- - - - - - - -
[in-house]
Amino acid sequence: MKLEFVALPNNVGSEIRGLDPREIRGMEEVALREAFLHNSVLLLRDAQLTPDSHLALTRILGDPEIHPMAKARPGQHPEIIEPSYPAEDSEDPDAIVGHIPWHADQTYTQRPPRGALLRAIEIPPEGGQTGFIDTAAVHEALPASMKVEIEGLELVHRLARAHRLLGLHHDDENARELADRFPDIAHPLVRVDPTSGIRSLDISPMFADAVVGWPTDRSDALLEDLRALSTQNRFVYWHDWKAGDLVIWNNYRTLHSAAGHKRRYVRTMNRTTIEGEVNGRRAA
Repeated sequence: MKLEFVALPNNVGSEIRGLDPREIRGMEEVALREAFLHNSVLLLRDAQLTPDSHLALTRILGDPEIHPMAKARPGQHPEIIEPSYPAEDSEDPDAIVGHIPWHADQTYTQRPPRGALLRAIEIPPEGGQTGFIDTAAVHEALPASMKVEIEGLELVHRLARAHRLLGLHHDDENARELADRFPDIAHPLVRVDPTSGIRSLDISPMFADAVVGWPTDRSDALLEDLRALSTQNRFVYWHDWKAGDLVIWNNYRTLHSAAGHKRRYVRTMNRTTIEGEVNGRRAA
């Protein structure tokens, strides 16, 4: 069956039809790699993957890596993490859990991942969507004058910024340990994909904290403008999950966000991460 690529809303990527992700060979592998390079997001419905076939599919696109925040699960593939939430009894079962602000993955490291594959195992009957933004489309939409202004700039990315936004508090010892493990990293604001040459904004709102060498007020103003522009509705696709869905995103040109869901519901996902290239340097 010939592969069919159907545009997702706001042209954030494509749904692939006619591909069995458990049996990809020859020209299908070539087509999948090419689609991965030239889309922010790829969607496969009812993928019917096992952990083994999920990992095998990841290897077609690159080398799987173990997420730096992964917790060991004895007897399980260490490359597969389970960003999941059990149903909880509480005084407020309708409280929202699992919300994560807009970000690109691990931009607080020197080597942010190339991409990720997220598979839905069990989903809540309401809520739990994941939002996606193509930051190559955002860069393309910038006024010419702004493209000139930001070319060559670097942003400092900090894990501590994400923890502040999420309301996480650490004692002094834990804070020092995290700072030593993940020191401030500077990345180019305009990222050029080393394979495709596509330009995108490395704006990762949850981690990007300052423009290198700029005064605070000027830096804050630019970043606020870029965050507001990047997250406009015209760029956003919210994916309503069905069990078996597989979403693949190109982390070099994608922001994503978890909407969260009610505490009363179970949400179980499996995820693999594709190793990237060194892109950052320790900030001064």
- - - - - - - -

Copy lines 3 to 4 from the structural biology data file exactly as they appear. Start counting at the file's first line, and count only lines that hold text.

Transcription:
Repeated sequence: MKLEFVALPNNVGSEIRGLDPREIRGMEEVALREAFLHNSVLLLRDAQLTPDSHLALTRILGDPEIHPMAKARPGQHPEIIEPSYPAEDSEDPDAIVGHIPWHADQTYTQRPPRGALLRAIEIPPEGGQTGFIDTAAVHEALPASMKVEIEGLELVHRLARAHRLLGLHHDDENARELADRFPDIAHPLVRVDPTSGIRSLDISPMFADAVVGWPTDRSDALLEDLRALSTQNRFVYWHDWKAGDLVIWNNYRTLHSAAGHKRRYVRTMNRTTIEGEVNGRRAA
């Protein structure tokens, strides 16, 4: 069956039809790699993957890596993490859990991942969507004058910024340990994909904290403008999950966000991460 690529809303990527992700060979592998390079997001419905076939599919696109925040699960593939939430009894079962602000993955490291594959195992009957933004489309939409202004700039990315936004508090010892493990990293604001040459904004709102060498007020103003522009509705696709869905995103040109869901519901996902290239340097 010939592969069919159907545009997702706001042209954030494509749904692939006619591909069995458990049996990809020859020209299908070539087509999948090419689609991965030239889309922010790829969607496969009812993928019917096992952990083994999920990992095998990841290897077609690159080398799987173990997420730096992964917790060991004895007897399980260490490359597969389970960003999941059990149903909880509480005084407020309708409280929202699992919300994560807009970000690109691990931009607080020197080597942010190339991409990720997220598979839905069990989903809540309401809520739990994941939002996606193509930051190559955002860069393309910038006024010419702004493209000139930001070319060559670097942003400092900090894990501590994400923890502040999420309301996480650490004692002094834990804070020092995290700072030593993940020191401030500077990345180019305009990222050029080393394979495709596509330009995108490395704006990762949850981690990007300052423009290198700029005064605070000027830096804050630019970043606020870029965050507001990047997250406009015209760029956003919210994916309503069905069990078996597989979403693949190109982390070099994608922001994503978890909407969260009610505490009363179970949400179980499996995820693999594709190793990237060194892109950052320790900030001064």